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The human side of construction

Group develops support network for those affected by rebuilding

By D. Lyn Hunter, Public Affairs
Posted April 26, 2000

Construction on campus does more than change the face or structure of a building.

Disruptions associated with construction -- such as noise, limited access and displacement -- can impact the physical and emotional well being of faculty, staff and students.

"People may experience heightened irritability or may have difficulty concentrating on their work," said Steve Lustig, executive director of University Health Services. "Lack of information about what is happening can exacerbate these symptoms."

To address these issues, representatives from Capital Projects, Environmental Health and Safety, Human Resources, Staff Ombuds Office and University Health Services have formed a health and construction committee.

"One of our objectives is to create an inter-unit response team that will develop suggestions and guidelines for departments affected by construction," said Lustig, a member of the group. "We will also focus on identifying preventative actions and interventions that can be taken to minimize the health impact of construction."

Some of these actions are already being implemented by Capital Projects, said Christine Shaff, communications manager for the unit.

"We are creating departmental work groups early in the planning stages of construction to increase communication, anticipate issues and resolve problems," she said. "We are also working to keep people informed of construction schedules and key activities, consider the impact on staff in neighboring buildings, post signs with information, and assure access for those with disabilities."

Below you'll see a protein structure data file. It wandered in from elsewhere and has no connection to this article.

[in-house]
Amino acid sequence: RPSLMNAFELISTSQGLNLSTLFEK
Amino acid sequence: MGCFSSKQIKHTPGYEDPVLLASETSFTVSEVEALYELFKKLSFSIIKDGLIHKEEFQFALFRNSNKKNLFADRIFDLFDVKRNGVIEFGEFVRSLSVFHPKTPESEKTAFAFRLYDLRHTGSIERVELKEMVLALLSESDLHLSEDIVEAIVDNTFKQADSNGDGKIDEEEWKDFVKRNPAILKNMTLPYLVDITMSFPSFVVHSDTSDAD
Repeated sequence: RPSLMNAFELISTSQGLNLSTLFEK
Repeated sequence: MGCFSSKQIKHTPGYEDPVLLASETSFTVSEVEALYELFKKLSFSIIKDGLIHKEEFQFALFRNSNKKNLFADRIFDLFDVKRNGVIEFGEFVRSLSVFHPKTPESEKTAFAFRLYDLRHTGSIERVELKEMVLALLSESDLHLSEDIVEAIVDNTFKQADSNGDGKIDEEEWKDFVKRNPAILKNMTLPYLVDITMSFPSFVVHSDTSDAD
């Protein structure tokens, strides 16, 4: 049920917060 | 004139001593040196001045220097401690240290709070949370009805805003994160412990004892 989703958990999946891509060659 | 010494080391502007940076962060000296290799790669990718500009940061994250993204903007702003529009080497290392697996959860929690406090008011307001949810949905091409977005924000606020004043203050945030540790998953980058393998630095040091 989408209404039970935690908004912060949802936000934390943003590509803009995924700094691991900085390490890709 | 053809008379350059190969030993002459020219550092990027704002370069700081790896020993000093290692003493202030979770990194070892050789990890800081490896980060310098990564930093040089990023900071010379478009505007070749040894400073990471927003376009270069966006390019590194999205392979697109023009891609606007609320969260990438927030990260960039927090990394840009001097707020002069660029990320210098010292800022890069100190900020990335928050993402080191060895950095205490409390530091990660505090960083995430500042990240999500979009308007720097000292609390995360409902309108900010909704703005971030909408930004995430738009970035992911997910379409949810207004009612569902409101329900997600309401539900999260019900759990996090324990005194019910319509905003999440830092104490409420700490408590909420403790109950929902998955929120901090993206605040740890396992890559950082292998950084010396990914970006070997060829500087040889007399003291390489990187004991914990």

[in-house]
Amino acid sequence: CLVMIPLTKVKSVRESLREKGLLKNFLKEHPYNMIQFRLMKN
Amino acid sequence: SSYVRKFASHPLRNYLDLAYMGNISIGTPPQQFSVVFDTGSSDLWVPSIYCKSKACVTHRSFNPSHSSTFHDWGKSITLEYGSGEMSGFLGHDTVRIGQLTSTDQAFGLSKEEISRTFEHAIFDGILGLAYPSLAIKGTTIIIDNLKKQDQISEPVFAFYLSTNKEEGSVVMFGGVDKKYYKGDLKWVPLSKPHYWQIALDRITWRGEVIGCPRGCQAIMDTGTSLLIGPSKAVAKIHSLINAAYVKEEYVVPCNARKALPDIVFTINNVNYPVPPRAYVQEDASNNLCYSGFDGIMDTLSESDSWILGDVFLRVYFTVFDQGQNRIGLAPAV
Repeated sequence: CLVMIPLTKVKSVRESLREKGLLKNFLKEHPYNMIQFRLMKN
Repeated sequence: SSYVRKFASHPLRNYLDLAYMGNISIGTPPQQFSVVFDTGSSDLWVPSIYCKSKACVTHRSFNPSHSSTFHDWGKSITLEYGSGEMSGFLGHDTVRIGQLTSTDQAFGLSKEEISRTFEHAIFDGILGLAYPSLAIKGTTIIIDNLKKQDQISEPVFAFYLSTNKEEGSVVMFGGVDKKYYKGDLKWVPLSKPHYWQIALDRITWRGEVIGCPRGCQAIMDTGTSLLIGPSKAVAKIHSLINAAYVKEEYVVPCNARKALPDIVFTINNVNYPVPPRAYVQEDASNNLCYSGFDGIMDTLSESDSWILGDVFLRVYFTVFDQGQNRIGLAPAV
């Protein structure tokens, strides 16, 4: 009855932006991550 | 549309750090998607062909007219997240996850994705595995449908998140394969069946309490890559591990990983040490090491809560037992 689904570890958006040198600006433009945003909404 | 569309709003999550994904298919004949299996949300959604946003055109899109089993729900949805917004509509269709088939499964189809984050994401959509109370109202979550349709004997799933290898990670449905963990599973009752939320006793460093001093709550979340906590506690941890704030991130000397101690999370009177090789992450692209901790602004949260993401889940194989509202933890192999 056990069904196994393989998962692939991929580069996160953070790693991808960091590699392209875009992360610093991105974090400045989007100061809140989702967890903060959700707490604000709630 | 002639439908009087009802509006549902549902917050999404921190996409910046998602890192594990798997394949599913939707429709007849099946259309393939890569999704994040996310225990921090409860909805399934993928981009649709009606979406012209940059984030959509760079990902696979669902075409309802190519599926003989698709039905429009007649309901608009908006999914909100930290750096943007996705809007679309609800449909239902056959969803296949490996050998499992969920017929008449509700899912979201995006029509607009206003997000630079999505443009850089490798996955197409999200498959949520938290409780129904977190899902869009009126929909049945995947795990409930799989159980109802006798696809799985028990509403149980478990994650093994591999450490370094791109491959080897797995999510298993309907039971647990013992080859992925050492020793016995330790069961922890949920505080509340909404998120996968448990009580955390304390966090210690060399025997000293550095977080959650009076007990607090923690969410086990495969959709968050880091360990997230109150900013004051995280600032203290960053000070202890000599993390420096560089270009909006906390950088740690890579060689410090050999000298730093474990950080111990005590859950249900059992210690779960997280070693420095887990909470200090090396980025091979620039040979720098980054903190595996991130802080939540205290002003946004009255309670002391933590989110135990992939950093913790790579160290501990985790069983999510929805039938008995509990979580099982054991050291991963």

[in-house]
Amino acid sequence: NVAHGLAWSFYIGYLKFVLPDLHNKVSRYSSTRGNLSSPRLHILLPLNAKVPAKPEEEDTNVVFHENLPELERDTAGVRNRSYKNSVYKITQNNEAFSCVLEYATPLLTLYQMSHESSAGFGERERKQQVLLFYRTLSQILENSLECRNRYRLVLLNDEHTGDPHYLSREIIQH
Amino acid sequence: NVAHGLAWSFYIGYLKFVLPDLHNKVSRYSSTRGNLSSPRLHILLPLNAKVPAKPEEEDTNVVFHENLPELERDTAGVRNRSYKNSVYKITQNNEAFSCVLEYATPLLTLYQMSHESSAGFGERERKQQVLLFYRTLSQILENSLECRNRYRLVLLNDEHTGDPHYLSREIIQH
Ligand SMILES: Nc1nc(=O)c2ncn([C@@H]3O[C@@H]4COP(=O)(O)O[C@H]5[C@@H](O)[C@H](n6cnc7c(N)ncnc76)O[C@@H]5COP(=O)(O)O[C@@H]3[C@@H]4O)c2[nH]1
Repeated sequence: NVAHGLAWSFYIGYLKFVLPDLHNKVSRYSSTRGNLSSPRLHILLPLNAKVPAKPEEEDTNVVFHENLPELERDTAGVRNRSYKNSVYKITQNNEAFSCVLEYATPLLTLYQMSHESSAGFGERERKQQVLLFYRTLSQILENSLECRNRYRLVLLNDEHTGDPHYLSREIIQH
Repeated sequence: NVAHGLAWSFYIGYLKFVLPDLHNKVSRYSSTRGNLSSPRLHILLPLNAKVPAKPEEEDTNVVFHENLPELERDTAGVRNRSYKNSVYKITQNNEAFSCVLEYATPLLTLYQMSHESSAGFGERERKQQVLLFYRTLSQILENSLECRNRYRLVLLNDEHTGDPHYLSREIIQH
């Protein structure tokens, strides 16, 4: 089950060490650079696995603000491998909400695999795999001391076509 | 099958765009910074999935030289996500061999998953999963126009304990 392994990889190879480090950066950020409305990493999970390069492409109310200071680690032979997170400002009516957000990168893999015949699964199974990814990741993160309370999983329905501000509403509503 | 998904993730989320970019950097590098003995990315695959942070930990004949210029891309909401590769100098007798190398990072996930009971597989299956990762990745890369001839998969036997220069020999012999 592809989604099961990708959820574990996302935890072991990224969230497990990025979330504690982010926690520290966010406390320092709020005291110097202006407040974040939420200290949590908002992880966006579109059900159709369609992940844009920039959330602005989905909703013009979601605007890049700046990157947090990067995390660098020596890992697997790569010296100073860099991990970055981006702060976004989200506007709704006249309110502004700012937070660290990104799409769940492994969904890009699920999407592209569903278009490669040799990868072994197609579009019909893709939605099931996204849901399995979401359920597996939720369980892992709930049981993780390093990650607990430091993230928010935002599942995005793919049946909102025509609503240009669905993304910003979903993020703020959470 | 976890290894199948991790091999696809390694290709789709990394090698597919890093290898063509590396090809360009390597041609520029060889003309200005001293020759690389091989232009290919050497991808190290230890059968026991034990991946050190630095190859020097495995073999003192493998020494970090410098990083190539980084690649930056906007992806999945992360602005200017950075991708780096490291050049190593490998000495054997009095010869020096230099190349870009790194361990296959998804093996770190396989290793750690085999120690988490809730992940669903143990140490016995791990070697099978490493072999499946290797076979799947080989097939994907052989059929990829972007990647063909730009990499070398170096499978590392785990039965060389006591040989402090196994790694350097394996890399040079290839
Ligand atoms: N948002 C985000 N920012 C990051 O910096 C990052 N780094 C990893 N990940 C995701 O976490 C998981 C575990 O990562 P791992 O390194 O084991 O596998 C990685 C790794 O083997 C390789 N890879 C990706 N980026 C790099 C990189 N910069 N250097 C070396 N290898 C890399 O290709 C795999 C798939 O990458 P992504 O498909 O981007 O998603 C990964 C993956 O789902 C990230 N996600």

The group is developing policies on who should receive complaints and concerns and how they will be addressed; ways to improve communication between project managers and department contacts; protocol for determining when working conditions have become difficult; and training for managers and supervisors on supporting their staff during construction, such as using flexible scheduling.

The group, said Lustig, is interested in having health issues play a central role in the construction, planning and design of new buildings.

In addition to meeting health and safety codes, he said, new buildings could include such features as ergonomic interior design, showers to accommodate employees who exercise, lactation rooms, community spaces that promote social health and child care centers.

"Our goal is to make this group of key cross-unit players to become an integral part of the construction, relocation and renovation process," said Lustig. "Members of the group will regularly compare notes on what's working and what isn't so we can generate ideas for addressing immediate issues while applying what we've learned to future projects."

For information on the committee, call 642-6621.



April 26 - May 3, 2000 (Volume 28, Number 30)
Copyright 2000, The Regents of the University of California.
Produced and maintained by the
Office of Public Affairs at UC Berkeley.
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